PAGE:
How top early-stage startups lean into founder-led salesMay 31, 2023
Ever hired a nanny or a cleaner and then criticized their work? You're not an expert in what they do so... They should do it better than you, right? Yes true, that's the logic behind specialization.
Maybe you've taken on a summer intern who knows they can't grow immediately at your company so their performance was lackluster, or outsourced sales leadership training to a marketing lead... The truth is, they don't care about your family, your home, your team, or your outcome as much as you do.
Nobody is going to work harder for your company than you. Once you realize that, scaling becomes easier. You can document and automate as much as possible, so that the people you do hire are following the best practices you laid out. You can lean harder into product-led growth.
As you scale, involve those people in decisions more and more, the idea is to get further away from the execution each day until they have to tell you what to do! But if you're early-stage, get your hands dirty with founder-led sales.
Why does founder-led sales work?
Founder-led sales is a business strategy that I recommend to early-stage startup founders. It involves you getting directly engaged in the sales process. This direct involvement leverages your deep understanding of the product and passion, which is transmitted to the prospect as well as any salespeople watching.
Yes, you might get to product-led growth (PLG) one day, but you won't unless you know exactly what product they need. Founder-led sales is a great way to stay on top of changing trends. As well as lay the ground for the team that comes behind you, instead of them guessing what needs to be done.
How can you do founder-led sales well?
To get real SaaS MQLs, you need to establish a foundational strategy for founder-led sales.
At the risk of sounding like a broken record, you need to:
- Get real understanding of the target market
- Create detailed buyer personas
- Craft a compelling and clear value proposition
- Map out the sales process
- Set SMART goals
- Weave all the above into robust sales leadership training.
Let me go back to those first two, they're worth doubling down on! To truly excel in founder-led sales, you've got to know your ideal customer like the back of your hand. Imagine trying to hit a bullseye with a blindfold on – that's what selling without knowing your target audience is like. That's step one, next you need to hone your own SaaS sales abilities.
What sales skills does a founder need to learn?
Now, if you're a technical founder or someone who's never dialed a cold-call number, deep-dive on this section. These are the skills you'll need in order to unleash the power of your founder passion:
- Building relationships is the first power you can leverage in a founder-led sales strategy: People want to talk to others who care about them, as well as their own interests. That's you!
- Active listening is a key skill, so you can genuinely understand your prospects’ needs, goals, and pain points. This might actually help you tailor both your SaaS product and your sales process to build stronger connections.
Remember that people buy from people they like. Authenticity, empathy, and genuine curiosity go a long way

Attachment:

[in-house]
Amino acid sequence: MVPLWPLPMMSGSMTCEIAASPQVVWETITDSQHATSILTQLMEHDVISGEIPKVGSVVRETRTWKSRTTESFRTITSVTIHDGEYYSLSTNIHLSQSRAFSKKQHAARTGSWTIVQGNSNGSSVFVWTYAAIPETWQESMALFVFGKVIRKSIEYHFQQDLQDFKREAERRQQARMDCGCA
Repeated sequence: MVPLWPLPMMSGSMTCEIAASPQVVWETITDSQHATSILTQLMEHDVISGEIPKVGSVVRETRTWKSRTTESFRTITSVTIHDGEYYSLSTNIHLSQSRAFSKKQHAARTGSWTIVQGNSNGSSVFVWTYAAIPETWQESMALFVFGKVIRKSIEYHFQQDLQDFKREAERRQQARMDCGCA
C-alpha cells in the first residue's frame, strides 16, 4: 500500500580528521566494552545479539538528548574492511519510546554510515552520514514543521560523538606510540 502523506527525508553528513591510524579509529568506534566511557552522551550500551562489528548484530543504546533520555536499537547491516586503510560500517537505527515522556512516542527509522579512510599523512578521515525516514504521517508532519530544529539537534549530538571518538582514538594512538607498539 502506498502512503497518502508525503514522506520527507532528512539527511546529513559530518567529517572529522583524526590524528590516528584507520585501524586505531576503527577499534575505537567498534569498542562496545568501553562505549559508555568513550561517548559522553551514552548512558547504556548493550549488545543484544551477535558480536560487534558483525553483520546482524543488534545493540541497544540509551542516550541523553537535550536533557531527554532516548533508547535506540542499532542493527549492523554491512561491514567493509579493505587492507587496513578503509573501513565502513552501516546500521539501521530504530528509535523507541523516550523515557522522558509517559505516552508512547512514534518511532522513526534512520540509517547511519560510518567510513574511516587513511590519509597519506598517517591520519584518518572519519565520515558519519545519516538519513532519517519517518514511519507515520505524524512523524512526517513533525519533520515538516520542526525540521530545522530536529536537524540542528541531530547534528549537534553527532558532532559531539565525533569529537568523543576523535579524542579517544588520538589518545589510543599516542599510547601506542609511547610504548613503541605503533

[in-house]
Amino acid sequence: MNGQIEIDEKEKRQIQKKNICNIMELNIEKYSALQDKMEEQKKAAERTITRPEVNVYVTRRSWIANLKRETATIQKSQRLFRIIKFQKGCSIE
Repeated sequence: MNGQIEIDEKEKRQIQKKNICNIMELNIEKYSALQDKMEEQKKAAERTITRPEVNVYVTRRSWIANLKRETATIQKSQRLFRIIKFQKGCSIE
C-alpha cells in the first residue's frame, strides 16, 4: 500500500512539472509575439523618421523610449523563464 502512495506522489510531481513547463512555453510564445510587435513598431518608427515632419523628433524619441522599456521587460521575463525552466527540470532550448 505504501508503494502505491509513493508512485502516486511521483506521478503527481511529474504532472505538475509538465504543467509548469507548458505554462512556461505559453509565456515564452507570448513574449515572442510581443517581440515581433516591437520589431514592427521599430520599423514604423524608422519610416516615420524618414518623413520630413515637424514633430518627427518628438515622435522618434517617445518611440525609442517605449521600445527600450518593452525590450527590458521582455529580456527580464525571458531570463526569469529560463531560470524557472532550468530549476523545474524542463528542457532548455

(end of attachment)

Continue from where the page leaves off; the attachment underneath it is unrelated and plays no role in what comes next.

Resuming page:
- Persuasion and negotiation skills are vital for closing deals. You need to be ready to handle objections, negotiate terms, and ask for the sale confidently.
An online course in sales leadership training is a good starting point. But to get really good at this: practice. There's no substitute. That's why I recommend practising on family and friends before you get in front of a lead.
- Client success is part of the sales process: it doesn’t end once a deal is closed. Post-sale follow-up, ensuring customer satisfaction, and asking for referrals is what will help you nurture relationships and maybe upsell customers when you're ready for them.
- Embrace setbacks as learning opportunities. This sounds like a cliché because everyone says it. You know why? Because it's true. Every failure can offer valuable lessons to improve future PLG sales strategies and tactics.
Any founder-led sales strategy should flex and stretch to the market, with regular progress tracking, and adjustments based on customer feedback and data. Take advantage of your being the decision-maker as well as boots on the ground: be agile and responsible.
Enjoyed this so far? You might like my in-depth guide, which is living over at Decklinks.
Should a founder always be involved in sales?
It can be tricky to extract yourself from founder-led sales later on. When senior execs get heavily involved in any area, there's both an emotional and an administrative barrier to letting it go, so it can grow.
Some founders do get stuck here. The number one roadblock for them is they never take the time to document their SaaS' sales process and keep it simple. You being the one source of knowledge is going to make you the trainer, hiring manager, team, coach, and sales team at some point. Offload some of that onto a knowledge-sharing tool.
Honestly, you can start with your cell phone and a spreadsheet. Start documenting:
What a good customer is.
What an opportunity looks like.
Your outreach script, both on the phone and in the email.
Questions you ask prospects to learn what their problems are.
The features you always demo.
Questions you always ask to test how the prospect sees your product working for them.
Objections that are usually raised.
How you make sure they have a great experience getting into and using the product.
Check in regularly, to see how these 8 points have evolved and update your documentation and PLG strategy.
When you hand off sales to a new sales rep, review these 8 points with them too. This will help you tap into your boots on the ground to see how Product might need to respond, or Marketing might need to evolve.
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